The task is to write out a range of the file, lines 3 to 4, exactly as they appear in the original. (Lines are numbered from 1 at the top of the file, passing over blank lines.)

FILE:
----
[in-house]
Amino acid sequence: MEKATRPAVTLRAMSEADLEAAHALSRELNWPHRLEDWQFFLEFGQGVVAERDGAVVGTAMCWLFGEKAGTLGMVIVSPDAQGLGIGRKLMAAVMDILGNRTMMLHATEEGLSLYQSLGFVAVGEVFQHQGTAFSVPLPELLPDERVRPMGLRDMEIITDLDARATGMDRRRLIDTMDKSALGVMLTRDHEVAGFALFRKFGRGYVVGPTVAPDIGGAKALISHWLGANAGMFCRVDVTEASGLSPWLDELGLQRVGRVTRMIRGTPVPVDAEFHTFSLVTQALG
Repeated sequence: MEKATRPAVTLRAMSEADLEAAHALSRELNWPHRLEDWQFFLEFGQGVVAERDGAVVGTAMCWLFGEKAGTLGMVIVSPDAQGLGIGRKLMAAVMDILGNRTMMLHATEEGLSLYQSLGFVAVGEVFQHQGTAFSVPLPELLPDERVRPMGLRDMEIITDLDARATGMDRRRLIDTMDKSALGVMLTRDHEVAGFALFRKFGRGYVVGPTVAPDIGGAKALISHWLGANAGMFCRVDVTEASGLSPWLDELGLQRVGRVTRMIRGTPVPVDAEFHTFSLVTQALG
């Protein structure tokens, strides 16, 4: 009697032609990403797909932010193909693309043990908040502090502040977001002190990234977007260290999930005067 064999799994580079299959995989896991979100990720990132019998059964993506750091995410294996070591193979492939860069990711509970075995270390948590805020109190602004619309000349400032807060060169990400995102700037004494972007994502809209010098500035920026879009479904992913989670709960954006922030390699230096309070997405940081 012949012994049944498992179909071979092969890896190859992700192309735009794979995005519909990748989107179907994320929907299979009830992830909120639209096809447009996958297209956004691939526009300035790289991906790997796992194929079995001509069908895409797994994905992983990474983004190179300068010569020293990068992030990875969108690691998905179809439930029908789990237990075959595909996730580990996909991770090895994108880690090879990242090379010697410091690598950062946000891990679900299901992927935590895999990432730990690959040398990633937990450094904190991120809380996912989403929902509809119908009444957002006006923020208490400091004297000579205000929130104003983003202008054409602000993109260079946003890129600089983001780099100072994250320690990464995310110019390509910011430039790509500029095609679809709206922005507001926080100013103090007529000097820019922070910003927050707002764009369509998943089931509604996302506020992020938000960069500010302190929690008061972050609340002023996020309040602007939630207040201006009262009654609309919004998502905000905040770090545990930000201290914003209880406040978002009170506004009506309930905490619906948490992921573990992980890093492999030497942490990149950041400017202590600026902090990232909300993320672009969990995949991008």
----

Repeated sequence: MEKATRPAVTLRAMSEADLEAAHALSRELNWPHRLEDWQFFLEFGQGVVAERDGAVVGTAMCWLFGEKAGTLGMVIVSPDAQGLGIGRKLMAAVMDILGNRTMMLHATEEGLSLYQSLGFVAVGEVFQHQGTAFSVPLPELLPDERVRPMGLRDMEIITDLDARATGMDRRRLIDTMDKSALGVMLTRDHEVAGFALFRKFGRGYVVGPTVAPDIGGAKALISHWLGANAGMFCRVDVTEASGLSPWLDELGLQRVGRVTRMIRGTPVPVDAEFHTFSLVTQALG
């Protein structure tokens, strides 16, 4: 009697032609990403797909932010193909693309043990908040502090502040977001002190990234977007260290999930005067 064999799994580079299959995989896991979100990720990132019998059964993506750091995410294996070591193979492939860069990711509970075995270390948590805020109190602004619309000349400032807060060169990400995102700037004494972007994502809209010098500035920026879009479904992913989670709960954006922030390699230096309070997405940081 012949012994049944498992179909071979092969890896190859992700192309735009794979995005519909990748989107179907994320929907299979009830992830909120639209096809447009996958297209956004691939526009300035790289991906790997796992194929079995001509069908895409797994994905992983990474983004190179300068010569020293990068992030990875969108690691998905179809439930029908789990237990075959595909996730580990996909991770090895994108880690090879990242090379010697410091690598950062946000891990679900299901992927935590895999990432730990690959040398990633937990450094904190991120809380996912989403929902509809119908009444957002006006923020208490400091004297000579205000929130104003983003202008054409602000993109260079946003890129600089983001780099100072994250320690990464995310110019390509910011430039790509500029095609679809709206922005507001926080100013103090007529000097820019922070910003927050707002764009369509998943089931509604996302506020992020938000960069500010302190929690008061972050609340002023996020309040602007939630207040201006009262009654609309919004998502905000905040770090545990930000201290914003209880406040978002009170506004009506309930905490619906948490992921573990992980890093492999030497942490990149950041400017202590600026902090990232909300993320672009969990995949991008």